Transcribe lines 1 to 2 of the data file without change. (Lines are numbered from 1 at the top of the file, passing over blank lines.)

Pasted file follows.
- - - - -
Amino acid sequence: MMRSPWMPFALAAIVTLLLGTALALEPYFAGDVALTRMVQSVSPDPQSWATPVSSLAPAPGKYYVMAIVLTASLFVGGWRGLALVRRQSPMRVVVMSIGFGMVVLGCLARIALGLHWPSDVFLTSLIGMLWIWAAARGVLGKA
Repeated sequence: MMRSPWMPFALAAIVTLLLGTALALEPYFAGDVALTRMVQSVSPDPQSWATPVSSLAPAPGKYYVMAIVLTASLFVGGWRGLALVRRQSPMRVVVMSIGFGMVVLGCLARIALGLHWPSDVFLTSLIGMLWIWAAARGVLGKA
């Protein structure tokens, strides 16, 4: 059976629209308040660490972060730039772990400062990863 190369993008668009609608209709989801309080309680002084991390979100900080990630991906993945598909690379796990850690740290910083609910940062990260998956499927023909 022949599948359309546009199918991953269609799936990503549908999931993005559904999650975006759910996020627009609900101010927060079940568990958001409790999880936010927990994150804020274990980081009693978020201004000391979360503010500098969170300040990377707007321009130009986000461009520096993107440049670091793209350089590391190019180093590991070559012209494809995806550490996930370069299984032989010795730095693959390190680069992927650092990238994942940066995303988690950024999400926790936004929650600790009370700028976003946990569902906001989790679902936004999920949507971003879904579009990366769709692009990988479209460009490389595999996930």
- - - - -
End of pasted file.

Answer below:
Amino acid sequence: MMRSPWMPFALAAIVTLLLGTALALEPYFAGDVALTRMVQSVSPDPQSWATPVSSLAPAPGKYYVMAIVLTASLFVGGWRGLALVRRQSPMRVVVMSIGFGMVVLGCLARIALGLHWPSDVFLTSLIGMLWIWAAARGVLGKA
Repeated sequence: MMRSPWMPFALAAIVTLLLGTALALEPYFAGDVALTRMVQSVSPDPQSWATPVSSLAPAPGKYYVMAIVLTASLFVGGWRGLALVRRQSPMRVVVMSIGFGMVVLGCLARIALGLHWPSDVFLTSLIGMLWIWAAARGVLGKA